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review 2018-10-09 15:35
"Last Call", by Warren Adler
Last Call - Warren Adler

“Last Call” is creative tale about two octogenarians who discover that even if there is snow on the roof there is still fire in the chimney…falling in love has no end date. Indeed love is love at any age.

The story features Harvey Franklin and Sarah Silverman two people with different background and views who met in a central Park dog park and immediately bonded over their love for poodles. But life became complicated as their meeting moved on. Harvey a long time widow had come to term with the loss of his wife but Sarah`s husband of 50 years has Alzheimer and she made him a promise to be at his side till his last breath and never place him in a long care institution. 

You can imagine how conflicted Sarah became about her relationship with Harvey and how Harvey reacted wanting to help her. This beautiful story of late love and passionate love affair of two polar opposites has triggered a multitude of emotions at time I smiled and other time tears ran down my cheeks and other I just shook my head. This is a well-written story with a clear message of acceptance very needed today. It is also uplifting to see at this stage of life love can be found even if there are no smooth roads to obtain it. Mr. Adler has as usual vividly painted every move, provides funny and terribly sad sequences and given us a very captivating story so realistic it hard to believe this is a simple story. 

Thank you Mr. Adler for the wonderful and smooth narrative that helped visualized and feel every move Sarah and Harvey experienced…With a last comment I would suggest getting a dog if you are lonely and want to meet someone……awe…:)

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review 2018-09-20 15:51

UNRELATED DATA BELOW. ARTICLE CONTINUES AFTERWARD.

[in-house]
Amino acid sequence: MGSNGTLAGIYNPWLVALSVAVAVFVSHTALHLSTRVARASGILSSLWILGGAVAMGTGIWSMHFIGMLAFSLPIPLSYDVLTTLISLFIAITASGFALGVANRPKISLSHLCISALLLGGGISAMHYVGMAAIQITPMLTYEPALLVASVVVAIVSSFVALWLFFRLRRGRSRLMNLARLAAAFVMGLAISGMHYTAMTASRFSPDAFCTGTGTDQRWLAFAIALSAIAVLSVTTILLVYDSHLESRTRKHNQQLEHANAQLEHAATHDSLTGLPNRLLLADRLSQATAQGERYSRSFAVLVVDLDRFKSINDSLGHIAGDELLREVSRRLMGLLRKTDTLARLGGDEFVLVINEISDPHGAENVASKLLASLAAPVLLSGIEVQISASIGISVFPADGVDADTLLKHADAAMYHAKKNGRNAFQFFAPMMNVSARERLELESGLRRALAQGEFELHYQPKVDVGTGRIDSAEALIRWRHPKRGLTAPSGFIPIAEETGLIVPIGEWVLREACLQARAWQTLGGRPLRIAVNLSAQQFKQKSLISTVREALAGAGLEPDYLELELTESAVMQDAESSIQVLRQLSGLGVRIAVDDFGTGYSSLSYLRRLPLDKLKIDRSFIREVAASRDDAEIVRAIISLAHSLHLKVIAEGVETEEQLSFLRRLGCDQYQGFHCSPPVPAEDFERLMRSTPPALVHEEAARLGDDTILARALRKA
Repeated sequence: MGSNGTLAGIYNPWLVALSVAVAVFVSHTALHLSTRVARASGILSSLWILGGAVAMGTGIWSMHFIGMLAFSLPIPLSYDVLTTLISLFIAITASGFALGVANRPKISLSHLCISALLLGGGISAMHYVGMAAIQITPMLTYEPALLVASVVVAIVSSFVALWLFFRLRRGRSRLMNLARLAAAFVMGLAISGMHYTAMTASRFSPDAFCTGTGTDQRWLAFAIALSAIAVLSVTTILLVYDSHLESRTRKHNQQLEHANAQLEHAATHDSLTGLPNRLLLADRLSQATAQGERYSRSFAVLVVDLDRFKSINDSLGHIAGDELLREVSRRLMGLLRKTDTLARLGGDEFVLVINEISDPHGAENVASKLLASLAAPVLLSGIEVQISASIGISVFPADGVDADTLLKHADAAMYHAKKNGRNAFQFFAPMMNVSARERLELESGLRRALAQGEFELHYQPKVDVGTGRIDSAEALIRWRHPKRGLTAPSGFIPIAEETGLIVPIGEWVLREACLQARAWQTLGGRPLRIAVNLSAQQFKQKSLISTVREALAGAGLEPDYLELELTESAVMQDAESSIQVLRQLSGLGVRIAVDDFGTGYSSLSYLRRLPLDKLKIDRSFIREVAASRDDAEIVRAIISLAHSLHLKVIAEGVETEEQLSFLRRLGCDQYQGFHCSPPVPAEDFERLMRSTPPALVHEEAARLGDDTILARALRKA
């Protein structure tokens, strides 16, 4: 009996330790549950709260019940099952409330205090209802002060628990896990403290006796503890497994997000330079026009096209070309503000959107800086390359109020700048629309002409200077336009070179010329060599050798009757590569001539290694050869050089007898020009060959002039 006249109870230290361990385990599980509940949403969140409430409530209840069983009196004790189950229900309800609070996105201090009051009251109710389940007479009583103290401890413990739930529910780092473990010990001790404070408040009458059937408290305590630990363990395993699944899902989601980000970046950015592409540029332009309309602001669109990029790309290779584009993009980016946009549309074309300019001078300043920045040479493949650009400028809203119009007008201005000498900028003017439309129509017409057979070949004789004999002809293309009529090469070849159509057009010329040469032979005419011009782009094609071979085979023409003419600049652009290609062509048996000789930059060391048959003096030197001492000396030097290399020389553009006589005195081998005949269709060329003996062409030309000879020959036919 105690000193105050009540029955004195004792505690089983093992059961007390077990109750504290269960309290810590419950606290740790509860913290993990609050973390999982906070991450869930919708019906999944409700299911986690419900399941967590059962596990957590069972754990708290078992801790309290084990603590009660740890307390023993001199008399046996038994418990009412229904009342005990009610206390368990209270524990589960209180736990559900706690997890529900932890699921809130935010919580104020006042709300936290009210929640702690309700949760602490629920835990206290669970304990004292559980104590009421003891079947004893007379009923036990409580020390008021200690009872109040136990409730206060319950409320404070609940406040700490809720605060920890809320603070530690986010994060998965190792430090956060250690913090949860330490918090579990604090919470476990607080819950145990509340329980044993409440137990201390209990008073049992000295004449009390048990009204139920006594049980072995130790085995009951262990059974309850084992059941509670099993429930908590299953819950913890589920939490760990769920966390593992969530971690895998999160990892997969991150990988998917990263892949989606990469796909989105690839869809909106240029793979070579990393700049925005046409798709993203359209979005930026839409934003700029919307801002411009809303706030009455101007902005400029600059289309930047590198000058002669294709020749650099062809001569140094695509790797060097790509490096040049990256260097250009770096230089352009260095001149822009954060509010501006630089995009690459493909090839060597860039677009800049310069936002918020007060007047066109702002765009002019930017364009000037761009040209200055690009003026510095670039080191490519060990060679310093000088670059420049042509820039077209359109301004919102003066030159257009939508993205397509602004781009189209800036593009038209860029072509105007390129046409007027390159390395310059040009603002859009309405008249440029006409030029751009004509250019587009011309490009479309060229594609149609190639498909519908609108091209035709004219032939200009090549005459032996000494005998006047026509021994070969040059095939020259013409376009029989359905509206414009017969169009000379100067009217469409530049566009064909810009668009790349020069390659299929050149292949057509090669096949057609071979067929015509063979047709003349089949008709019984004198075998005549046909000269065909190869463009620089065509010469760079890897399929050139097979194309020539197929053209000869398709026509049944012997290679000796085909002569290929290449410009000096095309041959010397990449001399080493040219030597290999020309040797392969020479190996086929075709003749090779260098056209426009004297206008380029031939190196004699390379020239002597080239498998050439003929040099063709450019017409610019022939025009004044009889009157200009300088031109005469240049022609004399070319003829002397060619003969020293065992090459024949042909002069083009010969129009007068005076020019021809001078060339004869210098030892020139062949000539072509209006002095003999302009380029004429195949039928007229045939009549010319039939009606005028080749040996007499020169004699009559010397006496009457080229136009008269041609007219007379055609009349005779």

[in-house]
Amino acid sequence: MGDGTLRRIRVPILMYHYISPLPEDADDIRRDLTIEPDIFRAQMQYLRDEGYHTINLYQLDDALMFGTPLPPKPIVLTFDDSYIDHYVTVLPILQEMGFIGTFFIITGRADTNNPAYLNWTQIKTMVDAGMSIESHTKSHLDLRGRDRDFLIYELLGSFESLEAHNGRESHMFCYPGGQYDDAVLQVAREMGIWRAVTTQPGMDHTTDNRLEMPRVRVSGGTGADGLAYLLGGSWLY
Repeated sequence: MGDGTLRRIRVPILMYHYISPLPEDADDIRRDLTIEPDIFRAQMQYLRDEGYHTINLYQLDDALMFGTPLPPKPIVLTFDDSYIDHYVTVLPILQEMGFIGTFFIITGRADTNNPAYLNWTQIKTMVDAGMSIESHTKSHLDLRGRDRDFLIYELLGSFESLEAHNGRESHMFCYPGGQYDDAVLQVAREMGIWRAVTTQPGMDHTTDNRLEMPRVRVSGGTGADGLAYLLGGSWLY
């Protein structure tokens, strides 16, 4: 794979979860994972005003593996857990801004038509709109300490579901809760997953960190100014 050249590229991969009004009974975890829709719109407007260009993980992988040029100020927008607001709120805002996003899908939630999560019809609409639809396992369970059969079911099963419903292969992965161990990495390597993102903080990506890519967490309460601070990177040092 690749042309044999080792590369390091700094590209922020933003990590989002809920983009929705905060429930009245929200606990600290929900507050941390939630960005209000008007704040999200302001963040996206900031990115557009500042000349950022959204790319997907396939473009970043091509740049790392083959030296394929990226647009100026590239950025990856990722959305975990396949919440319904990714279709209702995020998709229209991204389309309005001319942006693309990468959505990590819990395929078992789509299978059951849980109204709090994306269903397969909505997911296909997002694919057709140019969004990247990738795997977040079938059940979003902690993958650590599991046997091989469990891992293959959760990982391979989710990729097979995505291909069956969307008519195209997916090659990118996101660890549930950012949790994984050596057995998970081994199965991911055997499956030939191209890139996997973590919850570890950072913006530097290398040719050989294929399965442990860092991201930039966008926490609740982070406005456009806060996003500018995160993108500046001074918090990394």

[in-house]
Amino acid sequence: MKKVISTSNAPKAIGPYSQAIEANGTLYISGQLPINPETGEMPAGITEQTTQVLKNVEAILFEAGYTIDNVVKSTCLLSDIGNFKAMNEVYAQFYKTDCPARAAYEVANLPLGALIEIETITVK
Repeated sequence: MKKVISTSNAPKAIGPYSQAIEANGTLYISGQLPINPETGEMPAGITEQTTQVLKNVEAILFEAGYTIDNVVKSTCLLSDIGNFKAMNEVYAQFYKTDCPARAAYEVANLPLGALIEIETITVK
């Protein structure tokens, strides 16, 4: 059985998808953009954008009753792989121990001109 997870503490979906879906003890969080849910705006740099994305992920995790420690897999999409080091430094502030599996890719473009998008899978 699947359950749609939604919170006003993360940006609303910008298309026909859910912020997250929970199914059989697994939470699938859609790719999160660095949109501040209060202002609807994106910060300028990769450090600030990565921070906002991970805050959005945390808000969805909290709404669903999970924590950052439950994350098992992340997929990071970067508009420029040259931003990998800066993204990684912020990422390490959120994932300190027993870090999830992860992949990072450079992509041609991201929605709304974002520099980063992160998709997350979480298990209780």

The essential study of a longtime labor leader
John L. Lewis: A Biography - Warren Van Tine,Melvyn Dubofsky

Given the erosion of organized labor in America today, it can be difficult to conceive that there was a time when labor leaders were national figures who exerted considerable economic and political influence. Perhaps the best example of this was John L. Lewis. As president of the United Mine Workers (UMW) for four decades, he led a union which played a critical role in the American economy, while his differences with the American Federation of Labor led him to disaffiliate from the body and create the Congress of Industrial Organizations (CIO) instead, which played a leading role in organizing industrial unions in the late 1930s. Such was his stature that at his height people spoke of him as a potential president of the United States.

Such a figure deserves a well-researched and penetrating biography, which is what Melvyn Dubofsky and Warren Van Tine have provided. Theirs is a rigorous account of Lewis's life, beginning with his early life in Iowa, through his initial work as a labor organizer, to his ascent to the presidency of the UMW in 1920 and his long struggles on behalf of his workers. Lewis became president of a union at a time when many workers were drawn to the appeal of socialism and communism. Lewis asserted his control of the union to suppress radicals, cementing his position over the course of the 1920s. While his dictatorial approach engendered criticism from other UMW leaders, by the end of the decade his dominance of the union was complete.

Yet Lewis's personal triumph contrasted sharply with the state of his union.  Despite the modest successes they enjoyed early in his tenure, the UMW was declining well before the Great Depression inflicted even greater poverty on thousands of miners. Yet President Franklin Roosevelt's administration gave unionization efforts a new life. A committed Republican, Lewis nonetheless supported Roosevelt's early New Deal, and sought to make the most of the opportunity provided by the administration to strengthen organized labor in the country. As the authors demonstrate, Lewis's efforts contributed greatly to the organization of workers in the steel and automobile industries during this period, though in the end Lewis found himself unable to work harmoniously with his counterparts in the CIO and he broke with the organization over the CIO's support for Roosevelt's bid for a third term as president.